I’ve mentioned this before, but cultures that forget their identity quickly perish. They become absorbed by the dominant culture around them, or collapse under their own deliberate forgetfulness. One of the reasons that the Jewish culture has continued for over 4000 years is they have been following the same calendar, traditions, observances and rites every year since the exodus from Egypt. The same observances – every week, year, seven years, fifty years. The same food, prayers, observances, scriptures, at the same time, over 4000 times.
If we follow this cultural MOOP through to possible eventualities, what do we find? I foresee a few possibilities.
The first may be spiralling into a death-roll of consumerism. Almost every ‘event’ now has been reduced to a celebration of consumption, rather than an opportunity for remembrance and reverence. Christmas will continue to be an opportunity for hyper-consumption. Easter will continue to be about eggs. Australia Day will become a forgotten embarrassment, not a day for thanksgiving and reflection. Days of non-significance – mothers and father’s day for example, will become just another opportunity to consume.
The second possibility could be the emergence of a more dominant culture. A culture that is also very old, very ridged and from the outside, very uncompromising. A culture that does not share the same baseline expectations, understandings, festivals and traditions. A culture, an ideology that focuses on submission. However right or wrong this ideology is, it is very focused on it’s end goal, and how to achieve that through everyday submission. When a culture forgets why we celebrate Christmas, when a culture forgets the birth of enlightenment, when a culture forgets the fight for individual liberty, it is easily overcome by an ideology demanding total submission.
I don’t want this essay to sound like a call for a Christian theocracy. It’s absolutely not. It’s not a call to return to strict societal roles. It’s not a call to return to the 1950’s. It’s a warning. A reminder. We have a rich cultural heritage. Imperfect, sometimes violent, sometimes unfair. We also have rich reminders though, these things I have mentioned before.
So here’s the question. Are you going to succumb to cultural MOOP? Are you going to allow yourself to continue to be culturally and historically disorientated? Will you allow your history be forgotten, amputated, corrupted? Or will you remember the whys of western culture? The hows of how we got here? The whats that our ancestors had to do to get to this point?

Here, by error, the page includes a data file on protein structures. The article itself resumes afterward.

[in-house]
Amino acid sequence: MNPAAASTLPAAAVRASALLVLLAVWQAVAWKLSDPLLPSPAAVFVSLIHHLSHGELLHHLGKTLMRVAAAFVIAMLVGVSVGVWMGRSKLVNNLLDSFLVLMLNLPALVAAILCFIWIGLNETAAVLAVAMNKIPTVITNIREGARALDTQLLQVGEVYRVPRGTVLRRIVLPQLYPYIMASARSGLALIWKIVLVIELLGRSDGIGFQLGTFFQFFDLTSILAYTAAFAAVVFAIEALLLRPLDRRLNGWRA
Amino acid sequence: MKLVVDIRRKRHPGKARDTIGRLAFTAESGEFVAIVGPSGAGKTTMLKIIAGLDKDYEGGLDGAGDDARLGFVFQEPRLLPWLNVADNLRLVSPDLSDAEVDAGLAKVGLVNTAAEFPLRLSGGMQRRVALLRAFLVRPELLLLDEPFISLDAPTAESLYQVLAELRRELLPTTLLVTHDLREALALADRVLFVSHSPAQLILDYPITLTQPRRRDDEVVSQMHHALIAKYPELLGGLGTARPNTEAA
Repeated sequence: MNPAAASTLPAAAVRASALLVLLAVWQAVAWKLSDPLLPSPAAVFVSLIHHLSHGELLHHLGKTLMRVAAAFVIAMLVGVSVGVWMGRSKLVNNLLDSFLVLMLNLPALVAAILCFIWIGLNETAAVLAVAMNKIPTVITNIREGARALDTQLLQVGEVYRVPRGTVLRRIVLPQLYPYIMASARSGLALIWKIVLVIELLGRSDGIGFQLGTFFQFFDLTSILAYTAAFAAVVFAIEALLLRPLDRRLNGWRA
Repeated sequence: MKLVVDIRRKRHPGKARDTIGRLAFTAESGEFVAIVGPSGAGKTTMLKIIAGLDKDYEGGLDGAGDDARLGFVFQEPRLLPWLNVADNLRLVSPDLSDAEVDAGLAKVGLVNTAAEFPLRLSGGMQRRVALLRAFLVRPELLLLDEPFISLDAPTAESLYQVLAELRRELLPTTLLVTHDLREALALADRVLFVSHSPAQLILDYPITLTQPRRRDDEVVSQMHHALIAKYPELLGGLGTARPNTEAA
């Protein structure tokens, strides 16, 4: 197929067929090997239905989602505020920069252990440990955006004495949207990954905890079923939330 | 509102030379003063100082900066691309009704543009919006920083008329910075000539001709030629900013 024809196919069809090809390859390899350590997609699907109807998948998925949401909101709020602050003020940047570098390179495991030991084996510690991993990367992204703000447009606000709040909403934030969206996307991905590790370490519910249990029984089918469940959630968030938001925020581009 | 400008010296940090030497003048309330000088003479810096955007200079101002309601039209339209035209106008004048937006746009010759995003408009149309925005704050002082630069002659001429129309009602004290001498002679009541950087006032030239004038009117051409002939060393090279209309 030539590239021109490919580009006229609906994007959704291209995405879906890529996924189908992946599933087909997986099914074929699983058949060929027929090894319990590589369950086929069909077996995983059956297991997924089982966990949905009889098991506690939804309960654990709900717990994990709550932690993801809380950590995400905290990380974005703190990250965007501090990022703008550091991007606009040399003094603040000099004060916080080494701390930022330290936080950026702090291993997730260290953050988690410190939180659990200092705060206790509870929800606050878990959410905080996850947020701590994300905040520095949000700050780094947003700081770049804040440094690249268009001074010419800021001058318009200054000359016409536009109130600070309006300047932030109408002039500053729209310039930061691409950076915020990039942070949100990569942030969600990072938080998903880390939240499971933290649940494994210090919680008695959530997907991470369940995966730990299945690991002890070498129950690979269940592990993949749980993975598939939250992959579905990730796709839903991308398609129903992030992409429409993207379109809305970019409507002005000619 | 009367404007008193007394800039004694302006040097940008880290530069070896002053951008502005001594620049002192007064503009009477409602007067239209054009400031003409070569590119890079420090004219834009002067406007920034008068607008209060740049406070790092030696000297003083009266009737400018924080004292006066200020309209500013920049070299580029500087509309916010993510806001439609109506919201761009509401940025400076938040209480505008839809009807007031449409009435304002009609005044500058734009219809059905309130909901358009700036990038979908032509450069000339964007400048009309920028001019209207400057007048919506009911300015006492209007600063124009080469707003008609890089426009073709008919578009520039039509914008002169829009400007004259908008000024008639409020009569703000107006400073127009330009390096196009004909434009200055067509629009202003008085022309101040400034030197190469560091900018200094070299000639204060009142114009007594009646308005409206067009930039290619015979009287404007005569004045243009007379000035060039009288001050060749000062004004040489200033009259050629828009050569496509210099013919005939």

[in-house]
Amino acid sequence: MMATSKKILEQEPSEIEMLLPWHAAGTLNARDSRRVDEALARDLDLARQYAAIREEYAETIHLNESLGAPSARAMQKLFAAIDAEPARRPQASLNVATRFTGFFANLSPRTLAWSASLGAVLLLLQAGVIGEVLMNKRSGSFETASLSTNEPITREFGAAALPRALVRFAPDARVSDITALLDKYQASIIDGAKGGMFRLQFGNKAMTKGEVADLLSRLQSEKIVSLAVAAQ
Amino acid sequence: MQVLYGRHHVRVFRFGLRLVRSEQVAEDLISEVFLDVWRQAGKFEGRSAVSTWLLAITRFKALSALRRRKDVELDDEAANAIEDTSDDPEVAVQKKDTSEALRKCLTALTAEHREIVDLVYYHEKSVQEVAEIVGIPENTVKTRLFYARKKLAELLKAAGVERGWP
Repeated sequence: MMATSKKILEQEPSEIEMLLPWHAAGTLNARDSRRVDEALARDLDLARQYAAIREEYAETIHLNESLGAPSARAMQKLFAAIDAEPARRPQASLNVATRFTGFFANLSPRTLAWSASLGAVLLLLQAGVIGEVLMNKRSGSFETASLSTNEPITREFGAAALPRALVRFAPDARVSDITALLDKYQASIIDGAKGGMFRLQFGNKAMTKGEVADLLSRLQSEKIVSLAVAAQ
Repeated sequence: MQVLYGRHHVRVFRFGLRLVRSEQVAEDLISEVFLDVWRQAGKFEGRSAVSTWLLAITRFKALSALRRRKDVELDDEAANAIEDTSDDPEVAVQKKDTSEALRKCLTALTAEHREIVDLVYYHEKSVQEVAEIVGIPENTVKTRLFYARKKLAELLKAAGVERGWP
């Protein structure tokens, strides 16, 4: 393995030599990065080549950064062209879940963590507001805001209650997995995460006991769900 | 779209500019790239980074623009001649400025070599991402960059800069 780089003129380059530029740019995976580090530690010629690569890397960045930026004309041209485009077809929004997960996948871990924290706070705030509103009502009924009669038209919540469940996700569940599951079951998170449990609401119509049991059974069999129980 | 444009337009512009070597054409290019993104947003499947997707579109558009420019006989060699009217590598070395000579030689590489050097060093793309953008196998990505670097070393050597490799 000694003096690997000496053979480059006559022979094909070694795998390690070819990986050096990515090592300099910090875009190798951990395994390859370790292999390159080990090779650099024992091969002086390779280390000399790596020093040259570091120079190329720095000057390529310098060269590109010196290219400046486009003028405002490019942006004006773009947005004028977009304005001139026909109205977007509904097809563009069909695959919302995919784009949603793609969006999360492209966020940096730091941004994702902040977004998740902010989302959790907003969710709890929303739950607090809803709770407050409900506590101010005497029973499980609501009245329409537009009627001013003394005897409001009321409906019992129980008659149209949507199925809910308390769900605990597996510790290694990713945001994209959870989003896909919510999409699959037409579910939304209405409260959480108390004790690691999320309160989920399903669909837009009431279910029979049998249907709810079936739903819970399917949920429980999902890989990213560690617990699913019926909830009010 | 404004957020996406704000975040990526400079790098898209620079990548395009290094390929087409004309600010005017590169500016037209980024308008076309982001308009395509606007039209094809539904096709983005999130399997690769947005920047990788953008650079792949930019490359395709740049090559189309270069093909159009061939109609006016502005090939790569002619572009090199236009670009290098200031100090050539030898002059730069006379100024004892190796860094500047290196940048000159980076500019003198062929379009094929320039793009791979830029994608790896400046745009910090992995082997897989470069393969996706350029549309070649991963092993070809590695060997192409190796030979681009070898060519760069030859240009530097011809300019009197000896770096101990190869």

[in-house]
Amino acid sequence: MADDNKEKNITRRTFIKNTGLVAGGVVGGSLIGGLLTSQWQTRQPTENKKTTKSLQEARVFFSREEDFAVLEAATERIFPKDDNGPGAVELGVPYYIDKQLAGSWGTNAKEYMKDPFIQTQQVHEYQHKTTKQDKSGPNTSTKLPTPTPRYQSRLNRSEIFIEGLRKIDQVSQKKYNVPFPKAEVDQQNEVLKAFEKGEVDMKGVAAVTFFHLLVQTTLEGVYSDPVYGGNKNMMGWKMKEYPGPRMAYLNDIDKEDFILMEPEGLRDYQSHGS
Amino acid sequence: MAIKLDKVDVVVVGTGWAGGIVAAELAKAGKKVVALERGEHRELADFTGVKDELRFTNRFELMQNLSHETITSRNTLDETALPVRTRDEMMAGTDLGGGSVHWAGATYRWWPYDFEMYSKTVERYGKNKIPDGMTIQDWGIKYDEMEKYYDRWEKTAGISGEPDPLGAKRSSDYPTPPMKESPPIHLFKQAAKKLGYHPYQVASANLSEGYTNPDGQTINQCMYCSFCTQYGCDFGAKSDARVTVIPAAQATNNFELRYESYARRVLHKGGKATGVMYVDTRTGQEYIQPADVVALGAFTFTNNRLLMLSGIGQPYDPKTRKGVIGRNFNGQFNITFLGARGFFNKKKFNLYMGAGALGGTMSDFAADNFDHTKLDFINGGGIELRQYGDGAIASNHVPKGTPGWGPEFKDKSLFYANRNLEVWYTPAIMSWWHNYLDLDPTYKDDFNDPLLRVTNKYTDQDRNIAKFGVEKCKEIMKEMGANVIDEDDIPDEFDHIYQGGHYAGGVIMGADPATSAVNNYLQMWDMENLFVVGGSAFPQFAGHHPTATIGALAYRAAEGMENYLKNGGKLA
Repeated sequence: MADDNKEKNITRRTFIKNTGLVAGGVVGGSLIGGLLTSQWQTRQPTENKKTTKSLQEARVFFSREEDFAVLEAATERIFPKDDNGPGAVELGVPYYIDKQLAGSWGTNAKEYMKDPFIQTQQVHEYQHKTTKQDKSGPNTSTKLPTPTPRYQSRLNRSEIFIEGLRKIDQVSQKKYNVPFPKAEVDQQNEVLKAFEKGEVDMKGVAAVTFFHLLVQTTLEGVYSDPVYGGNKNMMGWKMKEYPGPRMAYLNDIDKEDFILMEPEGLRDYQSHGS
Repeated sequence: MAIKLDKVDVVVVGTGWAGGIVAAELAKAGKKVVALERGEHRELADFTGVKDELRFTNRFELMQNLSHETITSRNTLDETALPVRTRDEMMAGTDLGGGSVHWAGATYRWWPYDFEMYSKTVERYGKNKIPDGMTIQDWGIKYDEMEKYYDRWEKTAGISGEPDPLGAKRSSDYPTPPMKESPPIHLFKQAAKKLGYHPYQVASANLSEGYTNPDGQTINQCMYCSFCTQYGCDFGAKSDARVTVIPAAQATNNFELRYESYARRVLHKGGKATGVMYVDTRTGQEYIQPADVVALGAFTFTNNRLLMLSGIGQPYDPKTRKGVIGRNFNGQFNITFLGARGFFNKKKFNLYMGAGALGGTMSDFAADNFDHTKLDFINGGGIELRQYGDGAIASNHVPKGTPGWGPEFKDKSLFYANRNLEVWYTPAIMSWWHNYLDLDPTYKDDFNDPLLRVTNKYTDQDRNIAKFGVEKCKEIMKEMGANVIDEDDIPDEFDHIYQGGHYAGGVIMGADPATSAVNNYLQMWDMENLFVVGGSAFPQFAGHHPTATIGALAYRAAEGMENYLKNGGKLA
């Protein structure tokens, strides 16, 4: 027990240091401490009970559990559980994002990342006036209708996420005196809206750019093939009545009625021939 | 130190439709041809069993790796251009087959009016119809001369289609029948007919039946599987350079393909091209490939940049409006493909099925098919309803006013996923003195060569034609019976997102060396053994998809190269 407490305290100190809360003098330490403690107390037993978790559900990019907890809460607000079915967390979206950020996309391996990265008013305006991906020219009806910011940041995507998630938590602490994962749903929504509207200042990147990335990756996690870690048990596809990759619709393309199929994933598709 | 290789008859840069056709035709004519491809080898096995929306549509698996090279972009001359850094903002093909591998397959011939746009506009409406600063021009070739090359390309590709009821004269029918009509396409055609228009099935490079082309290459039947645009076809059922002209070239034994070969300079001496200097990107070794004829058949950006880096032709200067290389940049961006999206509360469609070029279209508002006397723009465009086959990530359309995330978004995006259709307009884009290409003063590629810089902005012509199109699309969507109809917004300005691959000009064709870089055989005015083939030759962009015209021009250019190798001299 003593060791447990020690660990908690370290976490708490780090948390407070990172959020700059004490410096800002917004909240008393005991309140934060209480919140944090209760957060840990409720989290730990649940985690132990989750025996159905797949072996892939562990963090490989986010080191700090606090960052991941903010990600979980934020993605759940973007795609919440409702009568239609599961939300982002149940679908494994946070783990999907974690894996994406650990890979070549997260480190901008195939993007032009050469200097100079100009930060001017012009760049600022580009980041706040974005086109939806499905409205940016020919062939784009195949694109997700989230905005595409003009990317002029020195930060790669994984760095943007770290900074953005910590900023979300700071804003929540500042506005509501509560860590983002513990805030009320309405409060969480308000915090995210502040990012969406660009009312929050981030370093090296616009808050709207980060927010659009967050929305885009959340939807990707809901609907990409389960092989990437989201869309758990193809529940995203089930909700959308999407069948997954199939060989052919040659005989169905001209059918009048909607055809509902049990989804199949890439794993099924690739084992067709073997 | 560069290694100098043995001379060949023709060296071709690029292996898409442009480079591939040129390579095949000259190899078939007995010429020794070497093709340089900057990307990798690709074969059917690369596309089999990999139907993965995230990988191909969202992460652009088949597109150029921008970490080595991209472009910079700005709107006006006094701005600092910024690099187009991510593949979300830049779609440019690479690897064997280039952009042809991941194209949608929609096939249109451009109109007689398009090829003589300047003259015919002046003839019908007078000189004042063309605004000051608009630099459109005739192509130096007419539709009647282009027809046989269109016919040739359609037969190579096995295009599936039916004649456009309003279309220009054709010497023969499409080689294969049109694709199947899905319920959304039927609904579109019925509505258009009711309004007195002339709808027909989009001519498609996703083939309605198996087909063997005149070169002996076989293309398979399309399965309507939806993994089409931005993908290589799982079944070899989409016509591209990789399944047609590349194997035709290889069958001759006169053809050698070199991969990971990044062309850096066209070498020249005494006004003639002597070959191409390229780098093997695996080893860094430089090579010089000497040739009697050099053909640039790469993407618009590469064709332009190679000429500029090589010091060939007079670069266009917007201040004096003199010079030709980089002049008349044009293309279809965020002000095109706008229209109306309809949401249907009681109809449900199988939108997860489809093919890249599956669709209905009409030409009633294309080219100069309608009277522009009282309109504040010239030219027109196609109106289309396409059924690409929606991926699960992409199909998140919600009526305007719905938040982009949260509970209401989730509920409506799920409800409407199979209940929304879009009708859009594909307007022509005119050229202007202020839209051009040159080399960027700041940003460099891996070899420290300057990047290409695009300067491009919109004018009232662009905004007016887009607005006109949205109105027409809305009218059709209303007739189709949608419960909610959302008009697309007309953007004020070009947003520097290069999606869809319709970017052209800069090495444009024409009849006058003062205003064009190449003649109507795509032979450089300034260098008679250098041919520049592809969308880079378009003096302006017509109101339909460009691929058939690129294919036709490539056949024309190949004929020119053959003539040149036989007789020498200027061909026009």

What are you going to do to remember, respect, preserve and continue?
We woke up early. To early. The early bird gets the worm, and the early traveler gets the dolphin, so to speak. Yes, we woke up early to get to Tin Can Bay to see and feed the dolphins.
Grey Nomads aside, it was a pleasant journey to Tin Can. Nestled at the point is a cafe and the internationally famous Barnacles Dolphin Center. Nanny-no-fun had arrived their first (by a few years, by the looks of things) and had signposted the entire place with penalties regarding feeding, touching, swimming or sharing moonshine with the dolphins. Fines of thousands of dollars for dolphin related infractions. If the dolphins didn’t want to be touched, why do they flock to humans? I just found it bizarre that there was a host of legislative penalties to protect the dolphins, like they couldn’t choose to swim away from humans like every other fish in the sea.
So we arrived and paid our money, took off our thongs and washed our hands, and stood in line for our turn to be in the water the same time as the dolphins.
For about 10 minutes, we got to stand in calf-deep water about a meter away from about five playful dolphins, constantly being reminded of the penalties involved in swimming, touching, approaching, imitating, or otherwise enjoying the dolphins. Just standing, watching the dolphins, being reminded again and again of the penalties. Thrilling. We then had to proceed off the beach, and wait in line again to feed the dolphins. I’m sure it would have taken longer to get off the beach, if we were behind Grey Nomads. They like to take their time and liberties when it comes to these things.
Well after the thrill of watching the dolphins wore off, we were at the front of the line to feed the dolphins. We got our bucket with one fish, waded down the the water, fed the dolphin, and filed off the beach. With one more reminder of never ever to feed the dolphins and the penalties involved, we were done, and the dolphins had their state-mandated quota of three kilos of fish for the day. I wonder if feeding dolphins would ever be an election issue.